History of Guilford Township

 

Guilford township was originally know as Township Number 14, Range 14W of the Connecticut Western Reserve was one of the first townships organized after the creation of the county in 1818.

Guilford Township was organized in 1819, one year following our adjoining township – Wadsworth, to the East and one year before our adjoining townships – Montville and Westfield, to the North and West.

 Guilford Township was formerly divided into four quarters, owned by four Easterners: Roger Newbury of Windham, Connecticut; Justin Ely of Springfield, Massachusetts; Enoch Perkins of Hartford, Connecticut; and Elyah White of Hudson, Connecticut.

 Two brothers, John and David Wilson, made the first opening in the Northwest quarter of the Township in 1816. In the same year, William Moore cleared a small tract in the Northwest quarter about one mile East of Chippewa Creek.

 The first permanent settlers in the Township, however, were Henry and Chester Hosmer, Shubael and Abigail Porter, Lyman Munson and Moses Noble, who came from Massachusetts in February 1817. The men of the party built a log house oh the South of the Hubbard Creek, and on the 1st of March, 1817, the entire colony moved into it as their abiding place.

 In 1821 the first log schoolhouse in the township was erected just West of the state road. This pioneer schoolhouse was burned down in 1822. In 1823, a second and quite similar building replaced it.

 In 1824, the present burying grounds, just East f Seville, were surveyed and deeded to the Township. The first burial therein was Mrs. Harriet Wilson, wife of Robert Wilson, who died during the year of the survey.

 In 1825, a mail route was established between New Hampshire, Huron County, and new Portage, Portage County. Mr. Hosmer was appointed the first Postmaster at Guilford.

 At this writing (January 1987), the original mail sorting cupboard that Mr Hosmer used to keep the mail organized and moving is on display at the Seville Historical Society Museum in Seville, as are many of the history-making memorabilia of Guilford Township and Seville Village.

 In 1828, Henry Hosmer, Proprietor of the land at this point, called upon Nathaniel Bell, then County Surveyor, to plot a town to which he gave the name of Seville. At that period, Guildford had two regular mail routes, an excellent Tavern kept by Dr. Eastman, a schoolhouse, a store, a blacksmith shop, a sawmill, and boaster numerous farmers who had already quite a substantial position in life. Thus may be traced the main cause of the birth of Seville as a village.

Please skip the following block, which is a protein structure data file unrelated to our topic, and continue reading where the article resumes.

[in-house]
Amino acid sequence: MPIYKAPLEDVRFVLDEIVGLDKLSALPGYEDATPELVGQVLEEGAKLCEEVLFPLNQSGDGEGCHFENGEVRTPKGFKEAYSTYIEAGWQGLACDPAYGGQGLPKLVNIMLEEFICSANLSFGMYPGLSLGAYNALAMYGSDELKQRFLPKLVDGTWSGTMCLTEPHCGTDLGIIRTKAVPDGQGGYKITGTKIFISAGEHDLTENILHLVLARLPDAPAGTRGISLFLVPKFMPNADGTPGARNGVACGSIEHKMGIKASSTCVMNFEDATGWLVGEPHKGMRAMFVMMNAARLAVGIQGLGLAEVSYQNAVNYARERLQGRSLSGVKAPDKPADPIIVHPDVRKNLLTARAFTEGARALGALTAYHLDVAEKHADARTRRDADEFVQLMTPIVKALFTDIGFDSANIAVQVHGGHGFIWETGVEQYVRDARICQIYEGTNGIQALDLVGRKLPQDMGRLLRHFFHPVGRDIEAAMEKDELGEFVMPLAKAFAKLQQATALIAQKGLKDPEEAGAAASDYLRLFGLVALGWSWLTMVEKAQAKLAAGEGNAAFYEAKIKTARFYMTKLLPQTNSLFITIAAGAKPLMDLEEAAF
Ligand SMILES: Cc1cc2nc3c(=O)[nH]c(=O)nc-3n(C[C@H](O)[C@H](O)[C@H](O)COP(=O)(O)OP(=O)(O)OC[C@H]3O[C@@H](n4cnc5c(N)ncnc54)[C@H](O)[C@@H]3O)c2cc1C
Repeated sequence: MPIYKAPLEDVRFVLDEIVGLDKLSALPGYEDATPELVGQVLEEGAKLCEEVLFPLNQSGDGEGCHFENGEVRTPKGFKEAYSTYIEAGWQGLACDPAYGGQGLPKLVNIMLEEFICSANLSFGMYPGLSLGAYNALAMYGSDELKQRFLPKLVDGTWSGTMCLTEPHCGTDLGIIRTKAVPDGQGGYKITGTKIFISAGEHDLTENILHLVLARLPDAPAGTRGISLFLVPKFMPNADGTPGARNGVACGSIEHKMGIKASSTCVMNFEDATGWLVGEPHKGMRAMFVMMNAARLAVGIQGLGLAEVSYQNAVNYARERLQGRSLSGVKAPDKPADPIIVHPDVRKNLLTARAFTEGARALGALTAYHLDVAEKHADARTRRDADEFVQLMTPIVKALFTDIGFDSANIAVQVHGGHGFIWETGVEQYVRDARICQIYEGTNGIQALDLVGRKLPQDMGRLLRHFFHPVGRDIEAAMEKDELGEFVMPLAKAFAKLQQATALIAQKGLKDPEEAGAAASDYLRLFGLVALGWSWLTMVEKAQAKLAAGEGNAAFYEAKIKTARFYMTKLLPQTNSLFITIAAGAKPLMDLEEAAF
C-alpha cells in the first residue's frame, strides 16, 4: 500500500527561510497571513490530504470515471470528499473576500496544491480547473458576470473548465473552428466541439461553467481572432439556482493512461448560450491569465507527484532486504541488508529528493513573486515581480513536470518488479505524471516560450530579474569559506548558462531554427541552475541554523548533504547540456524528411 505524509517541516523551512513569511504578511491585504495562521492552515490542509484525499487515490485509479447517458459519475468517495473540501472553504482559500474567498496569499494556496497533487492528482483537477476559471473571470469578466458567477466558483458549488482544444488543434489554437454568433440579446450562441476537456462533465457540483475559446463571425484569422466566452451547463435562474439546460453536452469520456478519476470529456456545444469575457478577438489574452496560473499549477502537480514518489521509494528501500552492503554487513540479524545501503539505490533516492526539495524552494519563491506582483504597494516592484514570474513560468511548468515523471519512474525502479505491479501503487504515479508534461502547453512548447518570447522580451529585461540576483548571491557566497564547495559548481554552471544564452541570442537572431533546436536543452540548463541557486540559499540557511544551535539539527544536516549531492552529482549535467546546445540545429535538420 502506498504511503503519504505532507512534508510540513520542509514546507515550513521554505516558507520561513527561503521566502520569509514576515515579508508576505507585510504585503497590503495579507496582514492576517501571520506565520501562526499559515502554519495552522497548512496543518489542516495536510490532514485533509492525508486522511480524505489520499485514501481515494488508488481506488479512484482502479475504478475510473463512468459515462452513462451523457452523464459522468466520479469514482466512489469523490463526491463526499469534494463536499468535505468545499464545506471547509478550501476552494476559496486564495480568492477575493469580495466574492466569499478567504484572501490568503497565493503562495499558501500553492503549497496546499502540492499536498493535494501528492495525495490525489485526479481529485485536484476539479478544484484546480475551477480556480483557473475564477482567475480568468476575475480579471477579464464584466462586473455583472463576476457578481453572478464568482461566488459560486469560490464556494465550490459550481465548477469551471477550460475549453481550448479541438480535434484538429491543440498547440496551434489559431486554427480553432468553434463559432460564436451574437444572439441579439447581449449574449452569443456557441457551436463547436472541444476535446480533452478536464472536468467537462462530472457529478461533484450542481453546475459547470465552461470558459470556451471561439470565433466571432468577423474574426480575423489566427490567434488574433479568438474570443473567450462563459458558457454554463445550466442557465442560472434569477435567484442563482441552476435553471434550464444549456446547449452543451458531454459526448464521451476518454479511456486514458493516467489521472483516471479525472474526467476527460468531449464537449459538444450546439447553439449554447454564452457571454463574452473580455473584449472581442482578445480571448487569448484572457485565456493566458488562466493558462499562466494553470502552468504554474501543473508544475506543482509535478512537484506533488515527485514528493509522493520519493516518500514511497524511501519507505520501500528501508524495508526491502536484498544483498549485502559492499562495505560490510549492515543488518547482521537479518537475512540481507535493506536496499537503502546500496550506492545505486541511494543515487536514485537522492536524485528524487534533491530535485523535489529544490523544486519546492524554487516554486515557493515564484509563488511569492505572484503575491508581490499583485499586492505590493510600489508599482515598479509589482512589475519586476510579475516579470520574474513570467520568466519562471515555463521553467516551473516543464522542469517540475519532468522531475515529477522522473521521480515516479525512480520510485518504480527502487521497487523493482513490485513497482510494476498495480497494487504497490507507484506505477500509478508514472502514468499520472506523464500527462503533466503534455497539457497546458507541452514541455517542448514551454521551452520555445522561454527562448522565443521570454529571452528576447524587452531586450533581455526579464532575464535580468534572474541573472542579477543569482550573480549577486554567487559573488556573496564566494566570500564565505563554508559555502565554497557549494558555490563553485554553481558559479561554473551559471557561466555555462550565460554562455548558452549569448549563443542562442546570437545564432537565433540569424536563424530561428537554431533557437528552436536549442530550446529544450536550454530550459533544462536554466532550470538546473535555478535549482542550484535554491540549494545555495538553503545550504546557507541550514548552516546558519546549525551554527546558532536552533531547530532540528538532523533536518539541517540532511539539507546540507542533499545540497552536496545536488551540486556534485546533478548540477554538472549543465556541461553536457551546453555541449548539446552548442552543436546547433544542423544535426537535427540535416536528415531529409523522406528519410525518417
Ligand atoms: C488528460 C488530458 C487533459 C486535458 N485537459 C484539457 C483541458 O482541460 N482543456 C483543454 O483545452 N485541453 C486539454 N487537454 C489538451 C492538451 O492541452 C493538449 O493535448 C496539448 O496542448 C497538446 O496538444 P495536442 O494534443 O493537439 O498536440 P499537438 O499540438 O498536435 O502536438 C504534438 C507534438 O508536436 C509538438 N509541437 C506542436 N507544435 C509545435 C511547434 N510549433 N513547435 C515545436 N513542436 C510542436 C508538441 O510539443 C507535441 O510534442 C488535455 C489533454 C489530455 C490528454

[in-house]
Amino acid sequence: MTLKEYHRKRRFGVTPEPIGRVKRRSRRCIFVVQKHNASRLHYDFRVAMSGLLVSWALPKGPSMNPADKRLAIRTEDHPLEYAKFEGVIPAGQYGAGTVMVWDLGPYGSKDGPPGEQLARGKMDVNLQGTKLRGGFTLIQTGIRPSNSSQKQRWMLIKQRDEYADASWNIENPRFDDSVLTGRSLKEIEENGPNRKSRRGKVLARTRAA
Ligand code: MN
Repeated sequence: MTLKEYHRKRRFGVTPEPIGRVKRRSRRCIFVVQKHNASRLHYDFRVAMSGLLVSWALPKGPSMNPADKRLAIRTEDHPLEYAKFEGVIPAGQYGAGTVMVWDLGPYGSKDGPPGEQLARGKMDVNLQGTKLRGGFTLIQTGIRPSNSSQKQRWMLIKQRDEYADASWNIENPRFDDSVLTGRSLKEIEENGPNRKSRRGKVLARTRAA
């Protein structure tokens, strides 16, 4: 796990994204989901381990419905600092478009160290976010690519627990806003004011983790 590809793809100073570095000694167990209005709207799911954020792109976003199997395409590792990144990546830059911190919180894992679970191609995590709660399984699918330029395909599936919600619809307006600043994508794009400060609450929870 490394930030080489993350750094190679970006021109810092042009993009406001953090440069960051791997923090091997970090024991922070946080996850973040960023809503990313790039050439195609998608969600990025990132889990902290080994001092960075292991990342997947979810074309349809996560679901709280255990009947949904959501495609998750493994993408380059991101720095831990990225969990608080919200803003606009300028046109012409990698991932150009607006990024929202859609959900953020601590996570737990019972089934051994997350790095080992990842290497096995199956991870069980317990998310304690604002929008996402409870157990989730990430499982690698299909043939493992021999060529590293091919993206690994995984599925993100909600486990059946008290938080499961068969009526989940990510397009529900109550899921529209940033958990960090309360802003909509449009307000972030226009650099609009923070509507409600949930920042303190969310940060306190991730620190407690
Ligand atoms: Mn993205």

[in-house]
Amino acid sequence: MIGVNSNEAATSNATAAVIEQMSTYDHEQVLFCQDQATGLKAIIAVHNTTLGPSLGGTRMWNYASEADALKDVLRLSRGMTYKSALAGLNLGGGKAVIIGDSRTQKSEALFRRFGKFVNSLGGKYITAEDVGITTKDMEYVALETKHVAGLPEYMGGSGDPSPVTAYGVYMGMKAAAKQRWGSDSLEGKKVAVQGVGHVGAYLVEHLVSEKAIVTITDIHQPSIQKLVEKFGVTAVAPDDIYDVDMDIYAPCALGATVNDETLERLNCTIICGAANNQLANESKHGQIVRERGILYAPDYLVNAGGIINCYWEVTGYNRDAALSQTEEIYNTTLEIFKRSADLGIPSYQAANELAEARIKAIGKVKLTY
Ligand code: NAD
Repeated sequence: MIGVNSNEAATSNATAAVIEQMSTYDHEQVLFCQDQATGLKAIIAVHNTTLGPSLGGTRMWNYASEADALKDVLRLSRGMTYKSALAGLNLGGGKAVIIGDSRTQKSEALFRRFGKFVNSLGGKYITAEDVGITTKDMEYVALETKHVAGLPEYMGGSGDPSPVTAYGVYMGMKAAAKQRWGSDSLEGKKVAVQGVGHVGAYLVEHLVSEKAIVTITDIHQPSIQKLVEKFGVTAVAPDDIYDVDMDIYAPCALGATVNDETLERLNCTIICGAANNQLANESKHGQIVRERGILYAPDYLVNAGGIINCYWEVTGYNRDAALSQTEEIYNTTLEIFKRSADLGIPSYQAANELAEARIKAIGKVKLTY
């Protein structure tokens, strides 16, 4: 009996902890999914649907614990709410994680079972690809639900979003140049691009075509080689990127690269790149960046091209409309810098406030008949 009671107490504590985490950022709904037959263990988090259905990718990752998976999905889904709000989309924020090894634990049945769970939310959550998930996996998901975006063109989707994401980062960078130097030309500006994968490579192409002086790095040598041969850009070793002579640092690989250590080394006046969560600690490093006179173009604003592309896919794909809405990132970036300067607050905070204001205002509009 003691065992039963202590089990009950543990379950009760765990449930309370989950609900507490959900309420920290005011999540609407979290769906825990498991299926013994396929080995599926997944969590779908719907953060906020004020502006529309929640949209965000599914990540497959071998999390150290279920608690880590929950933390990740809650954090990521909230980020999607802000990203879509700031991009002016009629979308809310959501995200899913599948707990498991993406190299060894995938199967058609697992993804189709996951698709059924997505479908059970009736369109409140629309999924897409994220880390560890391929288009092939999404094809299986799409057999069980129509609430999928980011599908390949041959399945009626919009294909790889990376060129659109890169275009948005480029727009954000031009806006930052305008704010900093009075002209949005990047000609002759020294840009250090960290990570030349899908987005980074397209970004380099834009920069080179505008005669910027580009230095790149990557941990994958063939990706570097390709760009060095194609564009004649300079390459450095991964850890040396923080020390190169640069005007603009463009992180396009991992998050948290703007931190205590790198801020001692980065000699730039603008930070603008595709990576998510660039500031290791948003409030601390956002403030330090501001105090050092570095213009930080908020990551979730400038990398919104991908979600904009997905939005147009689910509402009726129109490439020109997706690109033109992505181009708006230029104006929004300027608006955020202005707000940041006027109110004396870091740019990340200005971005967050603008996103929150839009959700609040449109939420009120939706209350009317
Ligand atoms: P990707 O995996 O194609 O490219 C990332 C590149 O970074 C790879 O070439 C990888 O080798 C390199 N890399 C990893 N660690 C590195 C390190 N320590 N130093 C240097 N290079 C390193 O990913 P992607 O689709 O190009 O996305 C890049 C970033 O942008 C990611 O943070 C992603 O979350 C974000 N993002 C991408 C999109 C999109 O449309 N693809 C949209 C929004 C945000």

It is well at this time to give some explanation of the names of our other villages. Each one had a name given it descriptive of its citizens or its industry.

 Acme was formerly Millersburg, named from the pioneer family of Samuel Miller. Blake had gone under the name of Steamtown, deriving its name from the sawmill, cider mill, and blacksmith shop. A new name was needed for this village to supply it with a better name for its post office. The name of Blake was chosen, being named, it is said, for the Honorable G. G. Blake of Medina.

 River Styx had long borne the name of Wilson’s Corners, but due to the fact that another village in the state had a prior claim on the name, the present name was made official. To justify this name, mythologically minded settlers pointed out that South of the settlement was an impenetrable swamp, infested with black rattlesnakes, a menace to immigrants and their covered wagons.

 Not long after the settlement of these rural communities, the need for churches was felt. A Methodist Church was built on Mr. D. Wilson’s farm, just East of the corner, and across the road from where it was later moved.

 The Mennonite Denomination bought a brick schoolhouse further East of this place of worship.

 One of the finest examples of the rural church is that of the Jerusalem Lutheran Church at Acme. With its several hundred members, its pipe organ and organizations make it one of the finest rural churches in Medina County.

 J.L. Beck, a farmer just South of River Styx, built a church at Guilford Center, where many worshipped for many years. At the death of Mr. Beck, the church was left to the Township with the stipulation that the grounds, and in truth, the “God’s Acre”, be kept as beautiful as a burial place could be.

 Next in order are two Mennonite Churches in South Guilford: the lower Mennonite Church, with its large cemetery adjoining, and the Bethel Mennonite Church, a daughter of the lower church.

 Another Mennonite Church, West of Blake, was in existence for many years with a well-kept burial plot adjoining. The church was later sold and taken away, so there is no church at Blake now.

 Industry played a large part in Guilford Township, such as the Match Factory, built and run by John Wilson at River Styx. John purchased the formula from a German peddler. Lowell Thomas, a news broadcaster, referred to River Styx in one of his broadcasts as “the cradle of the match industry in America”. The factory was later sold to Barber, who then located in Middlebury, now East Akron.

 Thomas Palmer, from Cleveland, started a creamery in Guilford. In time the creamery venture fell through and was purchased by the Harter Brothers of Western Star, proving very successful. A branch was begun in Medina and eventually became “The Akron Pure Milk Company”. When they died, each partner was listed as being worth a million dollars.